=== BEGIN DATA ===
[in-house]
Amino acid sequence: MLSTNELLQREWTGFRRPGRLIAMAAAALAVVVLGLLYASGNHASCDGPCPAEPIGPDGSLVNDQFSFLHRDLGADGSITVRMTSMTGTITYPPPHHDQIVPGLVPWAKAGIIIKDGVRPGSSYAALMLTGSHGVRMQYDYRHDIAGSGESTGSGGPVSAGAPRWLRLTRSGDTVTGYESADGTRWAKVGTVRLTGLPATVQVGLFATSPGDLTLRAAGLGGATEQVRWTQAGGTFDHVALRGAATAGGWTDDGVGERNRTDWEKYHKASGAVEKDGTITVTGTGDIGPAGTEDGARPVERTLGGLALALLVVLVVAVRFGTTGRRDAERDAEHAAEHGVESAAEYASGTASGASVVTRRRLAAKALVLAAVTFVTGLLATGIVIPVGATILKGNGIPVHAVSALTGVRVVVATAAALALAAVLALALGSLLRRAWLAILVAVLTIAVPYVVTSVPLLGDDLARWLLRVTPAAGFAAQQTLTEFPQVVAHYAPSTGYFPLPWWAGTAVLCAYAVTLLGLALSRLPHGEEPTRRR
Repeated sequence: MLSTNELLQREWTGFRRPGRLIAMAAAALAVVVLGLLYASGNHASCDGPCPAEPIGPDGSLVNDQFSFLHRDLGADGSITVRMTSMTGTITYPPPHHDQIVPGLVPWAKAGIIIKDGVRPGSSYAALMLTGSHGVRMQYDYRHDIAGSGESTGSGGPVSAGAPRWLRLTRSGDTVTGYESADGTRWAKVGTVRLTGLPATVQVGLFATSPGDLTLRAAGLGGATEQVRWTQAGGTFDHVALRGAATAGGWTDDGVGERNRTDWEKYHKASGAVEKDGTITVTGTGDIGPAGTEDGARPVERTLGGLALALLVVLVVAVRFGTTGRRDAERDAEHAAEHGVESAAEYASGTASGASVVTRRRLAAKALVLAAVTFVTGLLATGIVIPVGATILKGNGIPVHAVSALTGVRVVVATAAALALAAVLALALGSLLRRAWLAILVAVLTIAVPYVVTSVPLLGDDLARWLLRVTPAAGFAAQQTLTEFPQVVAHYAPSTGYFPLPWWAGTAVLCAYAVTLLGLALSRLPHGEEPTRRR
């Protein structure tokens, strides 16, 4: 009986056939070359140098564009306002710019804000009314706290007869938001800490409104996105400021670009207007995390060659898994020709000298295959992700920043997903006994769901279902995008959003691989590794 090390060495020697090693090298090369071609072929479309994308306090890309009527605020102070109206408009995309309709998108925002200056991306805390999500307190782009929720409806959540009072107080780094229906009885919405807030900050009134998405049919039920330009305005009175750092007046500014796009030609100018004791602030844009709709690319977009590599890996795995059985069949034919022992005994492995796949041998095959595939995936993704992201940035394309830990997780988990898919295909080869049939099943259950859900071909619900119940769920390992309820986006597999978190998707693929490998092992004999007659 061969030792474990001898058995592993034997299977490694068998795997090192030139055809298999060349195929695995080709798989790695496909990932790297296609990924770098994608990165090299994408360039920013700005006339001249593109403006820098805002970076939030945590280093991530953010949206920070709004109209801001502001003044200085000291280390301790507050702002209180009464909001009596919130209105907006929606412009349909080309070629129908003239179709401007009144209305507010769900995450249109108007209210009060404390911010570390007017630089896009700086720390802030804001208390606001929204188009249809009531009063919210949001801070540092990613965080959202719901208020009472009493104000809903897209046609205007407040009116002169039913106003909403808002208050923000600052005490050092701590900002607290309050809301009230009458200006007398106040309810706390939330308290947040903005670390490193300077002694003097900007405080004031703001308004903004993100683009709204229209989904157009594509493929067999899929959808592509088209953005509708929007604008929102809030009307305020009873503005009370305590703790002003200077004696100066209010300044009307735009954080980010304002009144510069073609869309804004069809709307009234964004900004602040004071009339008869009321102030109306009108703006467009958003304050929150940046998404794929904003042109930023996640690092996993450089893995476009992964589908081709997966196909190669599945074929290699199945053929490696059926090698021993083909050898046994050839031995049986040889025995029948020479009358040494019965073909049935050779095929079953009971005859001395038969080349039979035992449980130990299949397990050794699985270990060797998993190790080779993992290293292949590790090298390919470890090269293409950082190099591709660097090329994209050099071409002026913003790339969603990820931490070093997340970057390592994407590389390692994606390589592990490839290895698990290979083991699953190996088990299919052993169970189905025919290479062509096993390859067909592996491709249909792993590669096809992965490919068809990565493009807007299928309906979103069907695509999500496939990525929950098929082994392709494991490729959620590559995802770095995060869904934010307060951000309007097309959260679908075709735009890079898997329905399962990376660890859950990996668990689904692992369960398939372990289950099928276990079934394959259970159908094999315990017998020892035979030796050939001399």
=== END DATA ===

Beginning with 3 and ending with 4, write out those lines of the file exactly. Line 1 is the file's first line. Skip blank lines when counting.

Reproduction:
Repeated sequence: MLSTNELLQREWTGFRRPGRLIAMAAAALAVVVLGLLYASGNHASCDGPCPAEPIGPDGSLVNDQFSFLHRDLGADGSITVRMTSMTGTITYPPPHHDQIVPGLVPWAKAGIIIKDGVRPGSSYAALMLTGSHGVRMQYDYRHDIAGSGESTGSGGPVSAGAPRWLRLTRSGDTVTGYESADGTRWAKVGTVRLTGLPATVQVGLFATSPGDLTLRAAGLGGATEQVRWTQAGGTFDHVALRGAATAGGWTDDGVGERNRTDWEKYHKASGAVEKDGTITVTGTGDIGPAGTEDGARPVERTLGGLALALLVVLVVAVRFGTTGRRDAERDAEHAAEHGVESAAEYASGTASGASVVTRRRLAAKALVLAAVTFVTGLLATGIVIPVGATILKGNGIPVHAVSALTGVRVVVATAAALALAAVLALALGSLLRRAWLAILVAVLTIAVPYVVTSVPLLGDDLARWLLRVTPAAGFAAQQTLTEFPQVVAHYAPSTGYFPLPWWAGTAVLCAYAVTLLGLALSRLPHGEEPTRRR
């Protein structure tokens, strides 16, 4: 009986056939070359140098564009306002710019804000009314706290007869938001800490409104996105400021670009207007995390060659898994020709000298295959992700920043997903006994769901279902995008959003691989590794 090390060495020697090693090298090369071609072929479309994308306090890309009527605020102070109206408009995309309709998108925002200056991306805390999500307190782009929720409806959540009072107080780094229906009885919405807030900050009134998405049919039920330009305005009175750092007046500014796009030609100018004791602030844009709709690319977009590599890996795995059985069949034919022992005994492995796949041998095959595939995936993704992201940035394309830990997780988990898919295909080869049939099943259950859900071909619900119940769920390992309820986006597999978190998707693929490998092992004999007659 061969030792474990001898058995592993034997299977490694068998795997090192030139055809298999060349195929695995080709798989790695496909990932790297296609990924770098994608990165090299994408360039920013700005006339001249593109403006820098805002970076939030945590280093991530953010949206920070709004109209801001502001003044200085000291280390301790507050702002209180009464909001009596919130209105907006929606412009349909080309070629129908003239179709401007009144209305507010769900995450249109108007209210009060404390911010570390007017630089896009700086720390802030804001208390606001929204188009249809009531009063919210949001801070540092990613965080959202719901208020009472009493104000809903897209046609205007407040009116002169039913106003909403808002208050923000600052005490050092701590900002607290309050809301009230009458200006007398106040309810706390939330308290947040903005670390490193300077002694003097900007405080004031703001308004903004993100683009709204229209989904157009594509493929067999899929959808592509088209953005509708929007604008929102809030009307305020009873503005009370305590703790002003200077004696100066209010300044009307735009954080980010304002009144510069073609869309804004069809709307009234964004900004602040004071009339008869009321102030109306009108703006467009958003304050929150940046998404794929904003042109930023996640690092996993450089893995476009992964589908081709997966196909190669599945074929290699199945053929490696059926090698021993083909050898046994050839031995049986040889025995029948020479009358040494019965073909049935050779095929079953009971005859001395038969080349039979035992449980130990299949397990050794699985270990060797998993190790080779993992290293292949590790090298390919470890090269293409950082190099591709660097090329994209050099071409002026913003790339969603990820931490070093997340970057390592994407590389390692994606390589592990490839290895698990290979083991699953190996088990299919052993169970189905025919290479062509096993390859067909592996491709249909792993590669096809992965490919068809990565493009807007299928309906979103069907695509999500496939990525929950098929082994392709494991490729959620590559995802770095995060869904934010307060951000309007097309959260679908075709735009890079898997329905399962990376660890859950990996668990689904692992369960398939372990289950099928276990079934394959259970159908094999315990017998020892035979030796050939001399």